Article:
Conservation News

NWTF Continues its Support of Wyoming’s Access Yes Program

The NWTF Wyoming State Chapter is continuing its support of the Wyoming Game and Fish Department’s Access Yes, a program that annually provides millions of acres of public land access for hunting, angling and other recreational opportunities throughout the state.

Previously called the Private Lands Public Wildlife Program, Access Yes brings together numerous conservation organizations, agencies and interested parties to leverage funds for the common goal of increasing public land access across the state. 

Every year, WGFD engages both private landowners who’ve previously participated in the program and potential new landowners. From January to March, the department finalizes contracts with landowners, and then throughout the summer, properties are demarcated and maps are made available to the public. While most of these properties are opened for hunting in the fall, numerous properties are accessible year-round to include the spring turkey season. This process occurs every year. 

“This program really resonates with outdoorsmen and women in Wyoming,” said Collin Smith, NWTF district biologist. “The bulk of funds are generated from the sale of conservation stamps purchased by hunters and anglers in the state. They are able to directly utilize and see where their purchases and donations are going.”

Moreover, every dollar spent on landowner easements equated to approximately 2.8 acres of public access.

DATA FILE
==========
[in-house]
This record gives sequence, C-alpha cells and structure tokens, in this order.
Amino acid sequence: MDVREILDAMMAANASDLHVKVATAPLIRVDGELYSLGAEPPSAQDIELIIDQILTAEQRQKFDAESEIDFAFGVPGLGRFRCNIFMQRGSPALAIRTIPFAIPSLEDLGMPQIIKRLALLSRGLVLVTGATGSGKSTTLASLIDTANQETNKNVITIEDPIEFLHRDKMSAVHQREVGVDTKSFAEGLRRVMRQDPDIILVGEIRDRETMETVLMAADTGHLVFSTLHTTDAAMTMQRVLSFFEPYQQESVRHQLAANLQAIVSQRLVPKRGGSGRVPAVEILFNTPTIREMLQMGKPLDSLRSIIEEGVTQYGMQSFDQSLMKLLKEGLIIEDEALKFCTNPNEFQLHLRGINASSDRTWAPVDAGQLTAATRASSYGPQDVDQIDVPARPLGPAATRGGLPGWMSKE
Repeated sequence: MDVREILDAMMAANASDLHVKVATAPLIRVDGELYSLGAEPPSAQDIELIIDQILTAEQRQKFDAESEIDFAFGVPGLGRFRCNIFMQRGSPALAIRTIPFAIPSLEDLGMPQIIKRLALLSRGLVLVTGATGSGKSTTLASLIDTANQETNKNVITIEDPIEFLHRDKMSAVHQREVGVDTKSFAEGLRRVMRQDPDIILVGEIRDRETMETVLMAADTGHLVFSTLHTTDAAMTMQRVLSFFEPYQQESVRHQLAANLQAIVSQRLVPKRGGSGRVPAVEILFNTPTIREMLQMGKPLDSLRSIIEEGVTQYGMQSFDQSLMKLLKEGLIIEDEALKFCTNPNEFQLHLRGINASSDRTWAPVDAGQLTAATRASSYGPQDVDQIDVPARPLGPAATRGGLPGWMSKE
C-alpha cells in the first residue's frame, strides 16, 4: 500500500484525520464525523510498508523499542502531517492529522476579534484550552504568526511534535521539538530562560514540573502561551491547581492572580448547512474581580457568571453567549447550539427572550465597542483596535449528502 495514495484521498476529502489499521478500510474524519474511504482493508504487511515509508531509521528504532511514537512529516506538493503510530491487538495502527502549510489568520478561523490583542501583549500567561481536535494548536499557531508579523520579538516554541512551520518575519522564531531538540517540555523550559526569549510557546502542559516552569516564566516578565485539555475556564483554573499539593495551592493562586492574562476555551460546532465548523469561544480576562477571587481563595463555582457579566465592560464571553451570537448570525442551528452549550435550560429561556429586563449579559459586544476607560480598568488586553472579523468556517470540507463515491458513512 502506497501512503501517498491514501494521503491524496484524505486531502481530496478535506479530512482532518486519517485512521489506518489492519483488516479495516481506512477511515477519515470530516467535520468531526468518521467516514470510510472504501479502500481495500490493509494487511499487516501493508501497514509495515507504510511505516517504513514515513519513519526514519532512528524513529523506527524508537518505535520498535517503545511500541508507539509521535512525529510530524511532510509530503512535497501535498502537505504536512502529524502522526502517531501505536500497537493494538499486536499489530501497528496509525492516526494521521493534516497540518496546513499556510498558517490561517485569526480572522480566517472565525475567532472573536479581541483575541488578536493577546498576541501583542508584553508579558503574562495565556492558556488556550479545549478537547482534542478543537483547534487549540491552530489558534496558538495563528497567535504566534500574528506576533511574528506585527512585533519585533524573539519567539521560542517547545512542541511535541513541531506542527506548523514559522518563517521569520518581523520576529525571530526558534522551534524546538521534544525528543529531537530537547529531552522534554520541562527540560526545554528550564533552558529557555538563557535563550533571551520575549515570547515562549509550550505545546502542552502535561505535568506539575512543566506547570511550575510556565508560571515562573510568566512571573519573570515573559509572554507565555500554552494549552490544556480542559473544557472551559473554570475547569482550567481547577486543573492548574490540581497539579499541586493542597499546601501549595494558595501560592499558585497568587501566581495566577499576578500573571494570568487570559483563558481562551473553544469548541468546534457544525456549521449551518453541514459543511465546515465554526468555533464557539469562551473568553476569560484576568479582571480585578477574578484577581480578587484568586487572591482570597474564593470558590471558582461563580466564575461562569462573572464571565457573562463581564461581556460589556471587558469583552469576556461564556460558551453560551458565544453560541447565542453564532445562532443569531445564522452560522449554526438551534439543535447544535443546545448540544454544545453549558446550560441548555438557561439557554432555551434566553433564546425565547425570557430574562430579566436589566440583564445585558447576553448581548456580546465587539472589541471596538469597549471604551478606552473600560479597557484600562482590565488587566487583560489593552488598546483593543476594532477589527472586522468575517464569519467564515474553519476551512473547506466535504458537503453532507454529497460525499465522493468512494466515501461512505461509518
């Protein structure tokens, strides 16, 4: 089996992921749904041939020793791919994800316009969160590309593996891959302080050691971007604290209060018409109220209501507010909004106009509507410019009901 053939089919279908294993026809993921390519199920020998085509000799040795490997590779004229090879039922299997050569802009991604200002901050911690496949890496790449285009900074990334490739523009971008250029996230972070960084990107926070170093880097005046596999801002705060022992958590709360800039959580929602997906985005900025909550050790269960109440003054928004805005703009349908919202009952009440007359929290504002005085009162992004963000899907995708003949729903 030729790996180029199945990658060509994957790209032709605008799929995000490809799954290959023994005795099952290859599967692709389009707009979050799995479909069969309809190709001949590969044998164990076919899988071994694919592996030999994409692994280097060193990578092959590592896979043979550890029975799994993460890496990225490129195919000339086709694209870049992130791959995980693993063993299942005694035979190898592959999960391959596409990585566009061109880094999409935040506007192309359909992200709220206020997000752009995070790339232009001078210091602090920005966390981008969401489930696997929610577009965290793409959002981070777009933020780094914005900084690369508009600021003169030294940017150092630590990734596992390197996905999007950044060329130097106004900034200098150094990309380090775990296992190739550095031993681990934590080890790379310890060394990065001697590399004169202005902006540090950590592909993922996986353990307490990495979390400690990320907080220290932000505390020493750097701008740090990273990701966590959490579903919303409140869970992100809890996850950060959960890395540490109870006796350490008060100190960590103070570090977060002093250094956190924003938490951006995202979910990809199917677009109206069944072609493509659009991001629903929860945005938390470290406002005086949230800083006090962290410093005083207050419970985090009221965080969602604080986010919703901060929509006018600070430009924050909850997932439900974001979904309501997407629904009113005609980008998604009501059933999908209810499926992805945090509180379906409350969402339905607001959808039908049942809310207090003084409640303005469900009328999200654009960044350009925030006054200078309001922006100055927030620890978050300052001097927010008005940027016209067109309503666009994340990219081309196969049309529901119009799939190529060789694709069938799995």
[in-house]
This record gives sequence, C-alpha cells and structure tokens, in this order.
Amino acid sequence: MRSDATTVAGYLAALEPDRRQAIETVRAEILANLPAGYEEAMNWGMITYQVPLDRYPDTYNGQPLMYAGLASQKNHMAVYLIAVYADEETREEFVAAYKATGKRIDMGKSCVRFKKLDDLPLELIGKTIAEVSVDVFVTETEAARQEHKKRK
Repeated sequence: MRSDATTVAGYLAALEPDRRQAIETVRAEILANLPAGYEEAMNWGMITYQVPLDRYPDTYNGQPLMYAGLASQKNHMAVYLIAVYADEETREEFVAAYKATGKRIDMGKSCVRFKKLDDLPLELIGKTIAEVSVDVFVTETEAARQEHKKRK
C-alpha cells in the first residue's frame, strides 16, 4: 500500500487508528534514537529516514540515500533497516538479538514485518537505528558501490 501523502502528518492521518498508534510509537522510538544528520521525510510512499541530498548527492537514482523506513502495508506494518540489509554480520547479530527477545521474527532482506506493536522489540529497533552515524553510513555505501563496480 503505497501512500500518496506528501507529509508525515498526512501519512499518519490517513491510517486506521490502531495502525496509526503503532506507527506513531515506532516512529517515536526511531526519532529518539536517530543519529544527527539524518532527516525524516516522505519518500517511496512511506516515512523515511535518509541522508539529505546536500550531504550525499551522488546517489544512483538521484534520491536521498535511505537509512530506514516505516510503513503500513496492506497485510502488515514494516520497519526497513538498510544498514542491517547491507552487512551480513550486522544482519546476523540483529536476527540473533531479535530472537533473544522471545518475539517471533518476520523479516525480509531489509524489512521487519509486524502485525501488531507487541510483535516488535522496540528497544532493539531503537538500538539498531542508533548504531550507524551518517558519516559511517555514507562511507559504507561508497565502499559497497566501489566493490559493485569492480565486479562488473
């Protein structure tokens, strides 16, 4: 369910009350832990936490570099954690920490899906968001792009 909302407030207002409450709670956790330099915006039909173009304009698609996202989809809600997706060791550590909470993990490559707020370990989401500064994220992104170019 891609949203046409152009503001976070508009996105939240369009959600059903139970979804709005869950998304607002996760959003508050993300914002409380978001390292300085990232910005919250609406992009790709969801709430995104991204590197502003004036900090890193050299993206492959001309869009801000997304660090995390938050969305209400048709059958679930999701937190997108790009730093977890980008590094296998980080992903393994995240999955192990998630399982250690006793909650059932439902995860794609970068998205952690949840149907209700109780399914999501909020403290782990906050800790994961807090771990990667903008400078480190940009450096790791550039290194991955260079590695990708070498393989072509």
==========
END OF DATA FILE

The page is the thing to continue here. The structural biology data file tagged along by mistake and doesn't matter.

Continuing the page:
“The $3,000 from the Wyoming Chapter of the National Wild Turkey Federation is an extremely generous donation that will provide nearly 8,400 acres of access which has tremendous positive impacts for hunters and anglers in Wyoming,” said Brian Nesvik, director of Game and Fish. “Wyoming’s NWTF’s continued donations are important to the Access Yes program, and we are grateful for that ongoing support.”

“The NWTF Wyoming State Chapter is proud to contribute funds that will amount to thousands of acres of public access,” Smith said. “Access Yes is right in line with our Save the Habitat. Save the Hunt. initiative, and we praise the department’s determination to provide access to its constituents.” 

Opening access to public hunting is one of the main components of NWTF’s Save the Habitat. Save the Hunt. initiative, a 10-year goal to increase conserved or enhanced wildlife habitat acres, open access to more public hunting and improve hunting participation. All goals were surpassed in 2020, with two years of the initiative remaining. As the initiative closes out in late 2022, the NWTF, since 2012, has conserved or enhanced 4,444,680 acres, opened 678,686 acres to public hunting access and recruited 1,531,384 new hunters.

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